Smith & Wesson, after reporting decreased sales early in 2015, regained solid footing by midyear. Early in 2015, the company reported its overall sales for its third quarter, which ended January 31, were down 10.5 percent, compared to the 2014 third quarter. In August, S&W reported its sales for the first quarter 2016, which ended July 31, had increased 12.1 percent, compared to the same quarter in 2014.
This translates to a six-month, 13 percent increase in overall sales from the end of January until the end of July, with an 8 percent increase in firearms sales.
In addition to an increase in firearms sold, which include the Thompson/Center line, S&W officials cite “excellent results” in the company’s accessory division. The division posted $13.3 million in sales during the first quarter 2016.
“Based upon our performance for the first quarter and our current outlook for the remainder of fiscal 2016, we are raising our full-year revenue and net income guidance,” Debney said.
During an Aug. 27 earnings conference call, Debney said the company’s most important focus was on product development.
“We currently have more than 120 new products and line extensions in development; many of which will be unveiled at SHOT Show this coming January,” he said.
Remington, after numerous negative quarters, reported $88.2 million in firearm sales during its 2015 second quarter, which ended June 28. The 8.4 percent increase, compared to the second quarter 2014, was built on increases in MSR and centerfire rifles. The company reported decreased sales in shotguns, handguns and rimfire rifles.
In ammunition, Remington reported second quarter sales of $93.5 million, a decrease of 10.9 percent, compared to the corresponding months in 2014. Rimfire ammunition posted an increase of $4.7 million.
Vista Outdoor reported its sales for its first full quarter of fiscal year 2016, which ended July 5, were down 9 percent, compared to the same quarter last year.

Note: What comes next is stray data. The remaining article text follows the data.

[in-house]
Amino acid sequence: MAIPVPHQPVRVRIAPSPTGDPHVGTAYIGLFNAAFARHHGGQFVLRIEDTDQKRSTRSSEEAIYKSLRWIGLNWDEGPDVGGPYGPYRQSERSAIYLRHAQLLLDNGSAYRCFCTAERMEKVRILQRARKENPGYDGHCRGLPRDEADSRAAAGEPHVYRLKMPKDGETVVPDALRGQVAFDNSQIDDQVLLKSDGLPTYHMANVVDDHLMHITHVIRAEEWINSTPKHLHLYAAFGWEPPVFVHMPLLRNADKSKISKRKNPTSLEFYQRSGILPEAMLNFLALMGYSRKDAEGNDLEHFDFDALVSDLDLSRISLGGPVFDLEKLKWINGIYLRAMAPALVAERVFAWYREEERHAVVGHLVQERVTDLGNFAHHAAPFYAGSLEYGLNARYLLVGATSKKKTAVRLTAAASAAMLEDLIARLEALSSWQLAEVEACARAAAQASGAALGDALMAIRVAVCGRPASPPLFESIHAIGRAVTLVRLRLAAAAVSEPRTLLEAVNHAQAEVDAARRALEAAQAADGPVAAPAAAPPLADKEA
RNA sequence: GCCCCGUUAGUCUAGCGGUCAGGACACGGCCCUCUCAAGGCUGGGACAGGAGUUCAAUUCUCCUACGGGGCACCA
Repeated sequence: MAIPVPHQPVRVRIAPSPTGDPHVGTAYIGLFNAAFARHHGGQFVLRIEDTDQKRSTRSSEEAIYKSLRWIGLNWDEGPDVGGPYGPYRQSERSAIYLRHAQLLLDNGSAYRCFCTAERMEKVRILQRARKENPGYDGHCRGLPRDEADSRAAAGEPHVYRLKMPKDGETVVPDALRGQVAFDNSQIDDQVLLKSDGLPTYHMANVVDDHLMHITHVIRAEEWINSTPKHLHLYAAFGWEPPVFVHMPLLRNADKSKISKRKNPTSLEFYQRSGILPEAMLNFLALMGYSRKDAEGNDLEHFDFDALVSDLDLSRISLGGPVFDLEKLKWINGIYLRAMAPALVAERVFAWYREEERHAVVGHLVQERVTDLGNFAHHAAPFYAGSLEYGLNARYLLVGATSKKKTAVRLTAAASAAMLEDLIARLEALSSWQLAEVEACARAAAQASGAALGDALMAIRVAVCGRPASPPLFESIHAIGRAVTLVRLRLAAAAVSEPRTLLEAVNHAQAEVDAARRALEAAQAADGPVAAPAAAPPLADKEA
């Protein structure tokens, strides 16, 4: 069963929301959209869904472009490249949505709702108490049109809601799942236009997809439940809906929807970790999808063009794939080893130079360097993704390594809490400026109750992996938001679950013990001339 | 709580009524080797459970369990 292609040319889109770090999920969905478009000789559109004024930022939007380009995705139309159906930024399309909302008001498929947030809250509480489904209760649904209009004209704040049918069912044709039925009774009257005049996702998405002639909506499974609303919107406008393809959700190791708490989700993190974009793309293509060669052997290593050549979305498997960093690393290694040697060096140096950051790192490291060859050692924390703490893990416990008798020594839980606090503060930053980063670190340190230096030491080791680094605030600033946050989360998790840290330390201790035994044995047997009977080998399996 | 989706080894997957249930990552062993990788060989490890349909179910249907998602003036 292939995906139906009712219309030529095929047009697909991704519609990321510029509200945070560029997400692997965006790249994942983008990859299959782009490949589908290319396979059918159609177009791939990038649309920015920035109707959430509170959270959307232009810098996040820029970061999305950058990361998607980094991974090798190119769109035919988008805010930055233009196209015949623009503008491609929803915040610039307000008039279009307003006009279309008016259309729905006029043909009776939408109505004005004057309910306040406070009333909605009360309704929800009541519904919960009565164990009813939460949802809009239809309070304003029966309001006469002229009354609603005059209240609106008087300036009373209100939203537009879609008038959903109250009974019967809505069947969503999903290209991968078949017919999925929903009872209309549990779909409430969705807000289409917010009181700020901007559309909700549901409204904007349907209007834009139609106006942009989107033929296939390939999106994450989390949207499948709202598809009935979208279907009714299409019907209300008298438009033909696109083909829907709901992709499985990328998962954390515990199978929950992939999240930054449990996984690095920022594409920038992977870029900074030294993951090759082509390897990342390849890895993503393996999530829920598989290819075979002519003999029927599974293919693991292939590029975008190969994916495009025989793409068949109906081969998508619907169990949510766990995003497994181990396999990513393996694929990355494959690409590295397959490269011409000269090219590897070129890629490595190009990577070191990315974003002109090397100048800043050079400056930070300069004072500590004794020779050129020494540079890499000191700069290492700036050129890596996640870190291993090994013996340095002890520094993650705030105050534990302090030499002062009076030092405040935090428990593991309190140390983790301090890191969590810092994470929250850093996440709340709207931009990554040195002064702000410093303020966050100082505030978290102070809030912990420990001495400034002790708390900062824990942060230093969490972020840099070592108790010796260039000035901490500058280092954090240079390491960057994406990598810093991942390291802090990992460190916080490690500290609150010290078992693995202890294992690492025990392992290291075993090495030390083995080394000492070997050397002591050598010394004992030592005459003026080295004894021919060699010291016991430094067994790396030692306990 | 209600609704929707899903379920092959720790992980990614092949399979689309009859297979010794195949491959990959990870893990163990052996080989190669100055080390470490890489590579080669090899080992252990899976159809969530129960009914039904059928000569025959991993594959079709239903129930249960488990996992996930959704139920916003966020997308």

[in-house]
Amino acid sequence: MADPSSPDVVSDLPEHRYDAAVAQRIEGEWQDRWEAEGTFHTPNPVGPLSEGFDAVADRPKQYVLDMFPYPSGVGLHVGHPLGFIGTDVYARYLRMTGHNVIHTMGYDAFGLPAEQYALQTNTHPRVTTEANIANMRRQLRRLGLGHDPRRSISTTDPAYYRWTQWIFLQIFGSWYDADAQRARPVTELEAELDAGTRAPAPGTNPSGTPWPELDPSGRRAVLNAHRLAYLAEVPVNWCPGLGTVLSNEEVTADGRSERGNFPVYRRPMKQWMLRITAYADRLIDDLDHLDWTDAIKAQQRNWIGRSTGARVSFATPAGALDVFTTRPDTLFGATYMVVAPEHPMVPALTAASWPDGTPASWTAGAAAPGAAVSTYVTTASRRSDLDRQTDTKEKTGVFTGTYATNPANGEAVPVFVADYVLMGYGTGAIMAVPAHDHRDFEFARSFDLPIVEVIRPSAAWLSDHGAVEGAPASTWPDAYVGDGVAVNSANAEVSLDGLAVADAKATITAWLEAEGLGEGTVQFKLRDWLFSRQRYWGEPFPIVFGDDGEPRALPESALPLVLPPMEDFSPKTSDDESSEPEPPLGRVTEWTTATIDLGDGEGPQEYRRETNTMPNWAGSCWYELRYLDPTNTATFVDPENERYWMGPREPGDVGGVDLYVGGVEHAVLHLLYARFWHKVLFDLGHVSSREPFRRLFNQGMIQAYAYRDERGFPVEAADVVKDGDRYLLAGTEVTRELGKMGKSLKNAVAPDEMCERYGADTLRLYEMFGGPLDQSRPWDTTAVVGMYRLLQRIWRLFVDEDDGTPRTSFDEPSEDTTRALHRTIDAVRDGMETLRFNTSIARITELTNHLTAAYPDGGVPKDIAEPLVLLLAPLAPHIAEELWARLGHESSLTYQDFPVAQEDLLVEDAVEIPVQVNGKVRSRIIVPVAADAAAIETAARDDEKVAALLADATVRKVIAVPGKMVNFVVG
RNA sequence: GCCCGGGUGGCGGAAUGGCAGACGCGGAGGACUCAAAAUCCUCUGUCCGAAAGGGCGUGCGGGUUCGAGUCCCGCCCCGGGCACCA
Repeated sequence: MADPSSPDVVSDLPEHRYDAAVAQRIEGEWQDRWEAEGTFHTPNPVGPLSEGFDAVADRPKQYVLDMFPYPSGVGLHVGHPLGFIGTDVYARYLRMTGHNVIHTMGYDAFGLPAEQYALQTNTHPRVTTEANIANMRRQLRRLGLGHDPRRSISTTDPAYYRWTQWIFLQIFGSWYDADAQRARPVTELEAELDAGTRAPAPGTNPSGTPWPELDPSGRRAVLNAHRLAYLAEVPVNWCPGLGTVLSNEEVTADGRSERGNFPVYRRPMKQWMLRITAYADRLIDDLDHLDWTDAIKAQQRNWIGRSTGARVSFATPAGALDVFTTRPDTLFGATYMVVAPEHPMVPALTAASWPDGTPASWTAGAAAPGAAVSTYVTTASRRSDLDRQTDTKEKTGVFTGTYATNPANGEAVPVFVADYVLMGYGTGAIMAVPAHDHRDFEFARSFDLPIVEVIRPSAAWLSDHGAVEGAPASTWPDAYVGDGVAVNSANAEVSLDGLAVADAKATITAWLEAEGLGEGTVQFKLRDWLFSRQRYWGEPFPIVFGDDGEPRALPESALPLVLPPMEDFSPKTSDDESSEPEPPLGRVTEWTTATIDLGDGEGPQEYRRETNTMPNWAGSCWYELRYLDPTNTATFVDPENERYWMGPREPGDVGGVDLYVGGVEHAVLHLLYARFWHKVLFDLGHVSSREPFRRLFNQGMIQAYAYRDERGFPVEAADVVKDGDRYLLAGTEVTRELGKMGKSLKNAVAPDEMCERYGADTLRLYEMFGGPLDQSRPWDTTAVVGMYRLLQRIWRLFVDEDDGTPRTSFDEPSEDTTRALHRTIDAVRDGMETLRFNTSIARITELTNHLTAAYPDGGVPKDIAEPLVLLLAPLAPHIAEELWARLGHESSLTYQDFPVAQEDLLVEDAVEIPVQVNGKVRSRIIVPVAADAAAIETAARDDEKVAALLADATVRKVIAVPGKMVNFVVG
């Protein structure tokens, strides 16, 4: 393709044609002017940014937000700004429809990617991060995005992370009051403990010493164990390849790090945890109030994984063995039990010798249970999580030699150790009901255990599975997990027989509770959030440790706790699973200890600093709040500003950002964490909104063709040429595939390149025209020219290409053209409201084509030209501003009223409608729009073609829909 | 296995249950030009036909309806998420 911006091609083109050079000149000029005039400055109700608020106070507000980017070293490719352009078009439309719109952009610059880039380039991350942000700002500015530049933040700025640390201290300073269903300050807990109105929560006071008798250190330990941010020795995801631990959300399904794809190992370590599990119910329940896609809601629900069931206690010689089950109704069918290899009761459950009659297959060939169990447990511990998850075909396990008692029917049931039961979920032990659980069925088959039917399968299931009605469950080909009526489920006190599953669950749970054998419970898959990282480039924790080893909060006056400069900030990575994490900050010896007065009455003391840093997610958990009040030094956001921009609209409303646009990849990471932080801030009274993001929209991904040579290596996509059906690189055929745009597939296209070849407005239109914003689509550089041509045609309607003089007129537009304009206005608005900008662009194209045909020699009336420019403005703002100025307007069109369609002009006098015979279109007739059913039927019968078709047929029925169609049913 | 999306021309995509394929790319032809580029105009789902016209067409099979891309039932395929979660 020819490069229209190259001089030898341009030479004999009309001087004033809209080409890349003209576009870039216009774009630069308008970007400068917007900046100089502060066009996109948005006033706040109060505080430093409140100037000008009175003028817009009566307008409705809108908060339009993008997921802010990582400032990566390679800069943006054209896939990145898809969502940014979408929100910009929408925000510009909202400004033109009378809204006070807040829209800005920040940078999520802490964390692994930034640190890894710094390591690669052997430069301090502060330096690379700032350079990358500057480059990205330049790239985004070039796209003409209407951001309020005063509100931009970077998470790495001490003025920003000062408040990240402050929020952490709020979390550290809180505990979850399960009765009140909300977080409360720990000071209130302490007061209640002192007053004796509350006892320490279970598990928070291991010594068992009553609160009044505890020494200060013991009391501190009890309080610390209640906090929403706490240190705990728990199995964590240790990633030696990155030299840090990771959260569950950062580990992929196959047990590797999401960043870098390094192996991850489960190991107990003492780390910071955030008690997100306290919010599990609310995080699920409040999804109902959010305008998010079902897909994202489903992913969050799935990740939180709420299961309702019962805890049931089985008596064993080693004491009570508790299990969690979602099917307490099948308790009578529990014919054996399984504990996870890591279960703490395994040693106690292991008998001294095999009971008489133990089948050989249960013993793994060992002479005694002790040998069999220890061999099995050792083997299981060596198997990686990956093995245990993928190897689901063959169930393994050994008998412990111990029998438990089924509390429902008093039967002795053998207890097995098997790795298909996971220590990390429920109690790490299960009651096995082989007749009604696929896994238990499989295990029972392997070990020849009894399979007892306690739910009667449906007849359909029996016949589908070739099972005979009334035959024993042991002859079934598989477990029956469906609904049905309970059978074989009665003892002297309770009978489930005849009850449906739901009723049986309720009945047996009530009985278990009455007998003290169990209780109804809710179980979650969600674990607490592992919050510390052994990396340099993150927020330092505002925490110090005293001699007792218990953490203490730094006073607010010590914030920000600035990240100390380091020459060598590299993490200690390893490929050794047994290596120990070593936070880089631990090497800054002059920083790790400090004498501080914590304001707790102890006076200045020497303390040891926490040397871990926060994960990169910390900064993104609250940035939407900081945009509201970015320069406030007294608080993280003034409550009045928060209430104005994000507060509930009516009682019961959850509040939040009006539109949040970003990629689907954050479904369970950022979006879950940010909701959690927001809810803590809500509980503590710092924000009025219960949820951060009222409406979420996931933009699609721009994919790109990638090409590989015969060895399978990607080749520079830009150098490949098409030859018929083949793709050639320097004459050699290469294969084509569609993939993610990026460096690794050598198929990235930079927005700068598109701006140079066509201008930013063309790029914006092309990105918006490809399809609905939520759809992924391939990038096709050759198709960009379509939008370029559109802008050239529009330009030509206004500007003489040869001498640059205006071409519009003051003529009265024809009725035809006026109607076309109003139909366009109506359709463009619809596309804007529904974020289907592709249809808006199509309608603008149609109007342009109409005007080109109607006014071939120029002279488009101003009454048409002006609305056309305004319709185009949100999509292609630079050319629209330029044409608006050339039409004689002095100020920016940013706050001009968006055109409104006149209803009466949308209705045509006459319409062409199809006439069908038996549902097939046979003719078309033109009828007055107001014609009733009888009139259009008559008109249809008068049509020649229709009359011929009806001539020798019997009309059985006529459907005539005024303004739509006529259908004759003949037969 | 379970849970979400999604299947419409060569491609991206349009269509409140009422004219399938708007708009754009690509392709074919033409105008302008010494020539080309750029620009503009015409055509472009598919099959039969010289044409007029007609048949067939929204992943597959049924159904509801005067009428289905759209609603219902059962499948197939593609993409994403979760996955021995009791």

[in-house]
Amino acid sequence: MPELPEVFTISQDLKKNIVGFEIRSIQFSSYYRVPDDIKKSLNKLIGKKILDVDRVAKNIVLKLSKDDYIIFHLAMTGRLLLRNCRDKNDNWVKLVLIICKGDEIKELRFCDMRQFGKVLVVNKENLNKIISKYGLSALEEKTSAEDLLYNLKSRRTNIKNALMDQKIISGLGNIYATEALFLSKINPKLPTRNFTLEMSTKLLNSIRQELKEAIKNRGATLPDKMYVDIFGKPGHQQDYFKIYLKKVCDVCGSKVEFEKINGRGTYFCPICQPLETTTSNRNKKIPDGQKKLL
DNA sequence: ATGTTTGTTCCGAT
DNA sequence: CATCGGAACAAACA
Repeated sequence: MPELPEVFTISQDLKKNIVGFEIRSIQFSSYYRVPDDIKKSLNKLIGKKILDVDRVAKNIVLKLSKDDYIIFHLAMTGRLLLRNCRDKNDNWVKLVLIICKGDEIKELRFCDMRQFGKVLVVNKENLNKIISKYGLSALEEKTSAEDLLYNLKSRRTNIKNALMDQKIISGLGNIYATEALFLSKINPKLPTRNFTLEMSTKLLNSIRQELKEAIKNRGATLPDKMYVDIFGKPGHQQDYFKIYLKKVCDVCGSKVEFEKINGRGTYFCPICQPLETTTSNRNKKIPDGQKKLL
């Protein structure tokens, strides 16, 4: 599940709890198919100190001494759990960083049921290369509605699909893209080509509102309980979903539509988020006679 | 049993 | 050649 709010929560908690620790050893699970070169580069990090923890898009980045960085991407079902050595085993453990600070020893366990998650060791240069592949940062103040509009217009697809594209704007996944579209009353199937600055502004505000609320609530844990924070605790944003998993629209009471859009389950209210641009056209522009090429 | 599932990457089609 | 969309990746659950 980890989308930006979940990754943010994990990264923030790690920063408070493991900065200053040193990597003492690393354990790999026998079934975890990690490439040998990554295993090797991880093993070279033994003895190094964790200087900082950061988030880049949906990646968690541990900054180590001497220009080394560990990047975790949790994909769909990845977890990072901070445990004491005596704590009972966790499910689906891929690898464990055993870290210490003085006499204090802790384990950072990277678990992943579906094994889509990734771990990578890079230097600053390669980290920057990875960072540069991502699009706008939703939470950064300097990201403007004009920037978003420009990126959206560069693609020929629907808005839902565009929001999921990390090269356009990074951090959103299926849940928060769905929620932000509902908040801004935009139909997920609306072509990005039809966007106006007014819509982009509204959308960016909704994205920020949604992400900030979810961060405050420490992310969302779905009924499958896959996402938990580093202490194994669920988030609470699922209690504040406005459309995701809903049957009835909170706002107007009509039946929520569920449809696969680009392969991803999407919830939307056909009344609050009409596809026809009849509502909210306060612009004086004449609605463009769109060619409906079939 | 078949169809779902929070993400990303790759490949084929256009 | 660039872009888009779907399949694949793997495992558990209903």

“While the revenue for the recent quarter is as expected, lower than the same period a year ago due to the shooting sports market correction, we delivered strong, sequential quarter-over-quarter growth. In addition, we see several indicators that support our expectations for low, single-digit organic growth for the full fiscal year,” said Mark DeYoung, Vista Outdoor chairman and CEO.
During the quarter, Vista Outdoor acquired CamelBak, known for its personal hydration systems, and Jimmy Styks, a major player in the paddleboard market.
Olin Corp. reports Winchester Ammun-ition sales for the second quarter 2015 were $194.2 million, a 7.29 percent increase over the second quarter 2014.
“In the Winchester business, third quarter 2015 earnings are expected to be comparable to third quarter 2014 levels ($209.6 million),” said Joseph D. Rupp, Olin chairman and CEO.
Beyond The Ledger
Experts attribute the improvement in this year’s consumer spending to numerous factors: throughout-the-year new product introductions, significant increases in consumer promotions/rebates and enhanced dealer programs (with major deals and discounts). These are key elements, of course.
But perhaps the major element driving sales is the increasing unrest in the country and the corresponding concern for personal safety.
City riots, anti-police rhetoric and shootings, tragic church and school shootings, killing of U.S. military personnel on our own soil, live TV execution-style shootings — the killing and maiming has stunned all of us.
And consumers are responding, accordingly. And, that will continue to motivate sales into 2016.
“Most of our firearm sales have been in handguns for the CHL (Concealed Handgun License) course. Customers are concerned about safety. People don’t know what to expect today,” said Mary Wiley owner of Wiley Guns in Willis Point, Texas.
The anti-gun movement has regained significant footing this year; it’s been energized. Yes, such anti-gun campaigns and rhetoric drives sales. That’s the positive. The negative is the increased anti-gun/anti-industry legislation. And the time and energy required to fight the battles.
How the industry handles all this will determine just how successful it can rate 2016 — beyond the ledger.
By Russ Thurman